Over the last couple of weeks there has been a resurgence of the snooker podcast – something that has definitely been missing from the sport’s media spectrum.
Of course, you may remember that several years ago myself and Fin Ruane hosted a series of podcasts with a medium degree of success.
With that experience in mind, I understand how difficult it is to, first, make the effort to record and edit the podcasts on a regular basis, before subsequently generating enough interest in them to warrant its continuance.
I’m not sure there’s a big coincidence that there have been six years in between David Hendon’s Snooker Scene podcast with magazine editor Clive Everton, mainly for those simple but understandable reasons outlined above.
In their first offering since 2009 the pair discuss, among other things, Fergal O’Brien and the lack of young Irish players emerging into the professional scene.
Previously, at the end of September Josh Robinson began his snooker podcast called Behind Baulk which featured an interview with Main Tour competitor Sean O’Sullivan.
It’s definitely a positive thing that there will now be regular podcasts on offer for us to listen to and enjoy but obviously their success is reliant on quality substance.
Personally, I feel that a podcast really needs more than two voices for it to remain interesting.
Listening to one or even two voices bouncing back and forth can become a bit repetitive and difficult to pay attention to – granted the charm of audio alone is that you can handily dip in and out as you please without ever really feeling the disturbance of having missed all that much.
Obviously, getting three or more people into the studio at the same time every fortnight could prove to be a bit of a headache but ideally what you want from these podcasts are debates, and there’s a better chance of that happening with more than two people involved.
Prerecorded or phone interviews and audio from archived footage would then be the most obvious substitute to break up the monotony, although any inclusion of the latter would probably be subject to copyright infringements.
What would you like to hear in podcasts?
It’s difficult to get the balance right but it’s great that snooker fans now at least have the option to tune in to some musings about the game and, just like buses, two have come along at once.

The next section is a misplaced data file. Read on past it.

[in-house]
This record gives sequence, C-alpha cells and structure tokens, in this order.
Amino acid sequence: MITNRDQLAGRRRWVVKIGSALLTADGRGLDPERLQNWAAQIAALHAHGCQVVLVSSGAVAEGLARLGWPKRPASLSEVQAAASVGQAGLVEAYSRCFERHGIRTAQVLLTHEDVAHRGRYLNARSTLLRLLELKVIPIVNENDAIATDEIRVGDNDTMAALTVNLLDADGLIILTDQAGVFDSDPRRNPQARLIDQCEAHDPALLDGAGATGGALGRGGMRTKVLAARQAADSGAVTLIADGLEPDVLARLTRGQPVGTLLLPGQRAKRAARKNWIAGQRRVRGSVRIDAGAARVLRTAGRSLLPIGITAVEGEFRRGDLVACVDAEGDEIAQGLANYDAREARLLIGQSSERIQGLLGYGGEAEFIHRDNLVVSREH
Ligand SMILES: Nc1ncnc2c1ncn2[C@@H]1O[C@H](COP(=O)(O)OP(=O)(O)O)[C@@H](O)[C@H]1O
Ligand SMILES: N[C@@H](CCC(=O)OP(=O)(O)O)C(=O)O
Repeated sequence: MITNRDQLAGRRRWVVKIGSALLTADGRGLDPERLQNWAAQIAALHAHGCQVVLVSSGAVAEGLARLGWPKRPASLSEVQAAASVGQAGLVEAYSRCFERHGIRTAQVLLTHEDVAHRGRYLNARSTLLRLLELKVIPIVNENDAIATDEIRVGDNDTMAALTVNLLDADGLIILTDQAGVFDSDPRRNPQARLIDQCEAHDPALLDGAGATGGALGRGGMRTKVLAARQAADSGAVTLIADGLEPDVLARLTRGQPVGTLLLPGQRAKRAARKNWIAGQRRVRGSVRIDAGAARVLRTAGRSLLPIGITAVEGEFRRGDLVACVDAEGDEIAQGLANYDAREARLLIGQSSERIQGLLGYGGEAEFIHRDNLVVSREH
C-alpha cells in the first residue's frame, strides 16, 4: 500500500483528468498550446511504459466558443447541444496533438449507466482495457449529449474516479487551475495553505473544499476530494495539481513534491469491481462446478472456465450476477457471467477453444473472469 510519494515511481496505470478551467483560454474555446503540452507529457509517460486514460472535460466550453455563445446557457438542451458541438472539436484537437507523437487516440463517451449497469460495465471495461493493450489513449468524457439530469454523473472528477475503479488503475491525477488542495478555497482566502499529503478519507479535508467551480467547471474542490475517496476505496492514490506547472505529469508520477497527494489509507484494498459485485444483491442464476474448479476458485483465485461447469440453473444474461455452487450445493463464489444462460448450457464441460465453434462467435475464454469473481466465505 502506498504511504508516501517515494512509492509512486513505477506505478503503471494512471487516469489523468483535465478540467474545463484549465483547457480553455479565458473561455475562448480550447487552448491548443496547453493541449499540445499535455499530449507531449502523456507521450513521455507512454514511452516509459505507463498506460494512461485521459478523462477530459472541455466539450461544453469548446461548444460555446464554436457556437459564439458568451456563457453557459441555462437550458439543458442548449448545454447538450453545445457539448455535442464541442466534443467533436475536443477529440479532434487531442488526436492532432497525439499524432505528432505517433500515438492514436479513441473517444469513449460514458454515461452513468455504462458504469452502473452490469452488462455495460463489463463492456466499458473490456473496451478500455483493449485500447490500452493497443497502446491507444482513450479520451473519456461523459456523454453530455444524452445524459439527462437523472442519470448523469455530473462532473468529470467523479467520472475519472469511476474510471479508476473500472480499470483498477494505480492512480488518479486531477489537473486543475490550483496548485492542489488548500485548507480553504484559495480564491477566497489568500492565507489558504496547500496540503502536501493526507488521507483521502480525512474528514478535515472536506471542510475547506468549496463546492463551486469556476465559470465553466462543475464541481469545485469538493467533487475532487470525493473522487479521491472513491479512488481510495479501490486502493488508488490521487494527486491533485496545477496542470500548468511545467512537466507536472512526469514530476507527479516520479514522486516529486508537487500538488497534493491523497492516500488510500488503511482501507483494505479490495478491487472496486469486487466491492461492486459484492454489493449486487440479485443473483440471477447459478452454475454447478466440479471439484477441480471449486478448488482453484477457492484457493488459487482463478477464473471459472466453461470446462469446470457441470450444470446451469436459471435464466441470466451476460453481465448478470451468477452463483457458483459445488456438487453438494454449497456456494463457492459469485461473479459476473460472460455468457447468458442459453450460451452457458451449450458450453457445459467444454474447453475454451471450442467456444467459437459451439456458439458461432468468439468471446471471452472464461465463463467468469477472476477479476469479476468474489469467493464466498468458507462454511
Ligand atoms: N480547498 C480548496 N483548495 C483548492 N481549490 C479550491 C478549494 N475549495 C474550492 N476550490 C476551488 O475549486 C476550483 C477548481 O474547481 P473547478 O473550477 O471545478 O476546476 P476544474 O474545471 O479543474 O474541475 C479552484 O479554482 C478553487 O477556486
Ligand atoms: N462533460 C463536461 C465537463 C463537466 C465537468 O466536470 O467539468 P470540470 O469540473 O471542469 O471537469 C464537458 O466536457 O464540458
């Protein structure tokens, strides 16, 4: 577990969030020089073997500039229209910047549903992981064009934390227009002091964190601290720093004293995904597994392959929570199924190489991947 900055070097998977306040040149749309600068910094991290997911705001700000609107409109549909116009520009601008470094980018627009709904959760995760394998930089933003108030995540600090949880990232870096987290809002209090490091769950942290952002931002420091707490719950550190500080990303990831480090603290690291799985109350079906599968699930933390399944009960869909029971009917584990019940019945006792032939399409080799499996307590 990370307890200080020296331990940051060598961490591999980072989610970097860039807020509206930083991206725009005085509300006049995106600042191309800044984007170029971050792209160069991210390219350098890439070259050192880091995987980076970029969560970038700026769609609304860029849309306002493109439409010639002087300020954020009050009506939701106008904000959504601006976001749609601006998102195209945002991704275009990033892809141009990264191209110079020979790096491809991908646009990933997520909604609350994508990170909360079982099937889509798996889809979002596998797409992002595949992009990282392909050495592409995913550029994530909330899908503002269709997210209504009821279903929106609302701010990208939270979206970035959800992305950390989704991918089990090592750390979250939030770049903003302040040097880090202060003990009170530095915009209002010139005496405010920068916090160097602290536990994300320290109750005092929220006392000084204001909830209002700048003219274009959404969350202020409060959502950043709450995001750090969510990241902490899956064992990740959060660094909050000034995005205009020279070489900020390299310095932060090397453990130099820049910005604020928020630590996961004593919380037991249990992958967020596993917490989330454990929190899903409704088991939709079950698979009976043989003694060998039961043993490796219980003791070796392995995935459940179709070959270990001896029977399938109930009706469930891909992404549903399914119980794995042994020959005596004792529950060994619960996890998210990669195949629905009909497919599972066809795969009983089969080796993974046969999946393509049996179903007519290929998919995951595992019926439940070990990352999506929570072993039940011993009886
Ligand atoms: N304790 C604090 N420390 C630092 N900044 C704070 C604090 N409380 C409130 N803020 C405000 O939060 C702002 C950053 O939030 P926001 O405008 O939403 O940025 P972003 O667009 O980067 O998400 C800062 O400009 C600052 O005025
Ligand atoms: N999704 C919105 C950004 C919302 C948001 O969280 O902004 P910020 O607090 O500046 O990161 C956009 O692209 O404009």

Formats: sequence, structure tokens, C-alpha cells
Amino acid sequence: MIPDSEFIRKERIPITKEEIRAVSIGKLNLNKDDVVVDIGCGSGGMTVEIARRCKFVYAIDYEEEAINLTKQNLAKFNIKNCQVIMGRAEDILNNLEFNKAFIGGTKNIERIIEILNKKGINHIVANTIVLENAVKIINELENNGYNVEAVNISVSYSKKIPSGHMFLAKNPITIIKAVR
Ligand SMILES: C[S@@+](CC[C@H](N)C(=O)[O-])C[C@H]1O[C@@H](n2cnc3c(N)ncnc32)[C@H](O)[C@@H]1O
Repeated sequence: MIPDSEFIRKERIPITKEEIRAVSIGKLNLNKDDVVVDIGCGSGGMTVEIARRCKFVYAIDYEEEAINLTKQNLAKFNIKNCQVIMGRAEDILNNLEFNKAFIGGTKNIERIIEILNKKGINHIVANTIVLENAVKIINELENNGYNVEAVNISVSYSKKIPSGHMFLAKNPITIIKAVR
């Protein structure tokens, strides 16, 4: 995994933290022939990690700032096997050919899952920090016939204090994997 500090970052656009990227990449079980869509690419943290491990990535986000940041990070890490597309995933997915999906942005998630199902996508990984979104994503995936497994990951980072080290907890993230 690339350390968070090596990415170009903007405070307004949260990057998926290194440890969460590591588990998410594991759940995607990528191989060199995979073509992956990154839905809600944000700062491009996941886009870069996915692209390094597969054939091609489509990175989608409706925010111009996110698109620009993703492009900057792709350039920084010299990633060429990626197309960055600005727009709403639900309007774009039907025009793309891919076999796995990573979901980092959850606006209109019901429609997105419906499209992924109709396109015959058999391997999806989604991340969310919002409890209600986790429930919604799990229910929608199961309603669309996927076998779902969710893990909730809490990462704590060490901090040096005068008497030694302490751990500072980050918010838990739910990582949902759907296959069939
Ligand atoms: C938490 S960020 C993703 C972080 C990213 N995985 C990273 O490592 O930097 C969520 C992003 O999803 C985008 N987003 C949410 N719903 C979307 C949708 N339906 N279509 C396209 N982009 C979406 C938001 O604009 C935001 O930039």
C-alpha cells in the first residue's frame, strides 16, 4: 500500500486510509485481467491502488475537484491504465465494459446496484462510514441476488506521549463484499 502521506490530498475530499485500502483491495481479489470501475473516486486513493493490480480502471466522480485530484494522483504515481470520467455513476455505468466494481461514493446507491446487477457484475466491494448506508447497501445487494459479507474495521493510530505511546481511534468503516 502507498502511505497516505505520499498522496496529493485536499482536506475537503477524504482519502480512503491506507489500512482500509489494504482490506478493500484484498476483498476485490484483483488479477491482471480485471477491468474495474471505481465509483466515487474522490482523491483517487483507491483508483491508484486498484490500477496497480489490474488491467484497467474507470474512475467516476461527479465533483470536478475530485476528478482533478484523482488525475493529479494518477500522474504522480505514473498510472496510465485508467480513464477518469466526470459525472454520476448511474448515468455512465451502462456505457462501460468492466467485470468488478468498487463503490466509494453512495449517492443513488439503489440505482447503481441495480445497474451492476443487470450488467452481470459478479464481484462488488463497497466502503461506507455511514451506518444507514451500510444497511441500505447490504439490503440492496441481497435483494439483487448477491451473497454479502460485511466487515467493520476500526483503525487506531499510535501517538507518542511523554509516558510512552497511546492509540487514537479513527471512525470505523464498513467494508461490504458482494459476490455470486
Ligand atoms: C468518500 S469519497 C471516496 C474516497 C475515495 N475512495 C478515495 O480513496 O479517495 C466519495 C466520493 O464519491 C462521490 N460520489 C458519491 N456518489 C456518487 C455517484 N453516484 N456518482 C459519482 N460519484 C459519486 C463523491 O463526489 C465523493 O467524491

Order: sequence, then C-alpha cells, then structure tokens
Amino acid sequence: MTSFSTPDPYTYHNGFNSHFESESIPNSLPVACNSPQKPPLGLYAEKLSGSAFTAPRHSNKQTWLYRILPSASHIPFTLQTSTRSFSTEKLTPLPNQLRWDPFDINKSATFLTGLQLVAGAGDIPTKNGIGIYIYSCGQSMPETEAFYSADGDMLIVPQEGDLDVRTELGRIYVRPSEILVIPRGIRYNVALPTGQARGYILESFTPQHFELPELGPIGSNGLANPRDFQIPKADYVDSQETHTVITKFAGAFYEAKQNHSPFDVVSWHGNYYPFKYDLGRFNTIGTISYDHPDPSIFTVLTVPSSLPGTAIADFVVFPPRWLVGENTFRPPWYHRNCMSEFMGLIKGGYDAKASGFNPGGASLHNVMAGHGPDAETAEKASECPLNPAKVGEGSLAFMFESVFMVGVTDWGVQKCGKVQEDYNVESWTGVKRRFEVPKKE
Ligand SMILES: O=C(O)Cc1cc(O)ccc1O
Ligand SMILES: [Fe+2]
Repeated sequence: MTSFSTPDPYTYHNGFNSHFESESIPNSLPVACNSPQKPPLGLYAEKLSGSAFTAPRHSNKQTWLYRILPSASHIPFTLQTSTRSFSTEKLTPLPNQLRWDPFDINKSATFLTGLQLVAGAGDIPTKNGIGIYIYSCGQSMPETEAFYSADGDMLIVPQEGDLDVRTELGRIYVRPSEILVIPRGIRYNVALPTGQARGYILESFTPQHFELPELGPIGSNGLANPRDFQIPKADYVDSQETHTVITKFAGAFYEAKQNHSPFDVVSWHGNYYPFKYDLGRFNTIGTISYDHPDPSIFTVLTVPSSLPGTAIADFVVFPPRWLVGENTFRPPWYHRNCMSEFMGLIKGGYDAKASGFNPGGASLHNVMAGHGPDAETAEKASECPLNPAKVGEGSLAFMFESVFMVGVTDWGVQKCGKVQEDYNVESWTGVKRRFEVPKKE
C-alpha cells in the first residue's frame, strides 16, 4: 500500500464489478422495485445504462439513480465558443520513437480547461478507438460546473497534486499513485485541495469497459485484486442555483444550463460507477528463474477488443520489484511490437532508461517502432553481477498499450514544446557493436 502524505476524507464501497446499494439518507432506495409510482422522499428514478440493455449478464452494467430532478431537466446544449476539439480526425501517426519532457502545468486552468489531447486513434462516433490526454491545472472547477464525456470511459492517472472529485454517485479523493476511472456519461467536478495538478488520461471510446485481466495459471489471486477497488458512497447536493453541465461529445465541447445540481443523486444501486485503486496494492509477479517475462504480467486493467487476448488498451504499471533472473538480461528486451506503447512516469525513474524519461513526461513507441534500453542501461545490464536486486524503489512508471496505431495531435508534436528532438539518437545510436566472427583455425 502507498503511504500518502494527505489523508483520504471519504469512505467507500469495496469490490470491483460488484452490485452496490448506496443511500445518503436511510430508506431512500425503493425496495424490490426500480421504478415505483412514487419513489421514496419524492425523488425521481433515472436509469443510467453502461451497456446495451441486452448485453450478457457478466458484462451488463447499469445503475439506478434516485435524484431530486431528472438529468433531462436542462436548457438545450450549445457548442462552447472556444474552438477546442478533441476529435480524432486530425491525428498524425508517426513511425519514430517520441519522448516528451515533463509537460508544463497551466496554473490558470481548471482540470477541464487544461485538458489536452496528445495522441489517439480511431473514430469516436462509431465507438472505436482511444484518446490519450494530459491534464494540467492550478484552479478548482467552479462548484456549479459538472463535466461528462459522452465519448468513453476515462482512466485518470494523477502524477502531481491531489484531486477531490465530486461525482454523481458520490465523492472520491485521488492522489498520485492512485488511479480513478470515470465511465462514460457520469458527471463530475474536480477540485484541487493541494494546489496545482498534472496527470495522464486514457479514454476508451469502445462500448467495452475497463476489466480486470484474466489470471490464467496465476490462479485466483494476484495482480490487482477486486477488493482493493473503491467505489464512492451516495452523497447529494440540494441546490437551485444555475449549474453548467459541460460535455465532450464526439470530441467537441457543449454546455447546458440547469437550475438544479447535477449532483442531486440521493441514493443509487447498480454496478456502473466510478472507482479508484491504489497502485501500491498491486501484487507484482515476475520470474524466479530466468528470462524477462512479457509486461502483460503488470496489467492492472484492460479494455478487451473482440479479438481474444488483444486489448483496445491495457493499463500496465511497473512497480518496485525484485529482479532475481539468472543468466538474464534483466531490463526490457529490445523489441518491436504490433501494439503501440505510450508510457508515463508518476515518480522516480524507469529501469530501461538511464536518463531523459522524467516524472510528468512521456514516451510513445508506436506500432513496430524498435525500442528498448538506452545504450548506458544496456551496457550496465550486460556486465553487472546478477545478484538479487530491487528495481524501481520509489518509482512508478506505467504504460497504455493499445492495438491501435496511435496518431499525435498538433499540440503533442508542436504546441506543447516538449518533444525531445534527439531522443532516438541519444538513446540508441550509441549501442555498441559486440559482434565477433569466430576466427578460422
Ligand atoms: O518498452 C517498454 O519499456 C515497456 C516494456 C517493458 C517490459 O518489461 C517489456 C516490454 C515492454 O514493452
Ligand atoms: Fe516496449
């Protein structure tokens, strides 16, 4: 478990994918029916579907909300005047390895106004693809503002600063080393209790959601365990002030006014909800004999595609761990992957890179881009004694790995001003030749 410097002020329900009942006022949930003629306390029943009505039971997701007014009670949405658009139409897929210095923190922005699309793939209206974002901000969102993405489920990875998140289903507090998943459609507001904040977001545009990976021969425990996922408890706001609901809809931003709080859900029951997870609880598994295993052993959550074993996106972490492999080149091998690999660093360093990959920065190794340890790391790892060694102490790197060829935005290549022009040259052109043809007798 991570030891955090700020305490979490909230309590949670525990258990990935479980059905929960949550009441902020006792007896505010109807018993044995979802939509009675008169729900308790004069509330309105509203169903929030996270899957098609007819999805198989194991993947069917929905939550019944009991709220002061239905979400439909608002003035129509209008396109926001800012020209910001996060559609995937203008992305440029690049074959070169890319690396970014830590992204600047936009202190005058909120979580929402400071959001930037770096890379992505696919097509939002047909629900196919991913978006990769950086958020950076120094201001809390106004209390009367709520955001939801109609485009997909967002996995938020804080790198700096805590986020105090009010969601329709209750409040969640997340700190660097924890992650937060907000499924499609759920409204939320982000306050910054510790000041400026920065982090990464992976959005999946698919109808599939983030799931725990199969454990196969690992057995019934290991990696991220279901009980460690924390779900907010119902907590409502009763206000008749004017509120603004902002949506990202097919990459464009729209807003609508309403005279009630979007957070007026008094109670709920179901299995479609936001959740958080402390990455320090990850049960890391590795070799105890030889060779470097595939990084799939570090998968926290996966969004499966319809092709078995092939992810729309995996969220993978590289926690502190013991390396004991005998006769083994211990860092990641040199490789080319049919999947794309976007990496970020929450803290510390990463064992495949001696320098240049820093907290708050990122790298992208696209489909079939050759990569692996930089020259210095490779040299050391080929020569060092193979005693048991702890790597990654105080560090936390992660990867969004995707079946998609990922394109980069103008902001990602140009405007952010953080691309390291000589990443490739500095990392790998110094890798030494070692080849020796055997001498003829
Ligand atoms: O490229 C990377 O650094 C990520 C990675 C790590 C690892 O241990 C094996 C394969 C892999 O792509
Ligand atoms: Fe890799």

Hopefully they can both be successful and, if all else is lost, there’ll still be social media, Mr. Reliable, for farcical debates.
Hi, David. As someone who took a run at doing a snooker podcast a few years ago, I think it’s fantastic these new (and old) ones have come up, and the more the better.
I’m not sure if a quantity of voices is as important as a quantity of perspectives and sounds. Podcasters shouldn’t be afraid of recording in different environments – an office, the club (though, boy, keeping snooker shots from peaking on audio is a PAIN), a player’s dressing room, outside a venue, a cafe – to give interest through a sense of place. If someone really wants to stick with a studio environment, fair enough – have all your audio ducks in a row. There are plenty of sources to find out more about having a pro-sounding environment. (Remember the live snooker commentary on the WS streams? They could learn from some people.)
I also don’t think debate as such is as important as a conversation – two terms many in the media have mixed up lately. Chemistry among podcast hosts is waaaay harder to nail than it seems. But it can be done, and sometimes differing opinions can help. Perhaps more important than anything for me in a podcast, snooker or otherwise, is a passion and transparency for what’s being discussed. From Clive Everton down to a Chinese fan cheering along the red carpet, everyone’s got stories to tell and with podcasting, everyone has the ability to tell them. We don’t have to listen to them all, of course, but it’s great to have the choices.
Hi, Valerie. Thanks for the comment. Absolutely agree about recording in different environments. The key to good audio (radio) is a mixture of sounds. That’s basically what I was getting at in the post as well but didn’t deliver the message very well ha. If it’s just two people talking it’s going to get boring quicker, for me at least, regardless of whether the conversation is any good.
A mixture of all of the above is ideal but to do that needs a dedicated approach. The podcasts aren’t going to earn them any money so I can understand if the process of recording everything and then editing it together seems unnecessarily time costly. It’s a tricky one. But anyway, it’s good to have something out there for a start.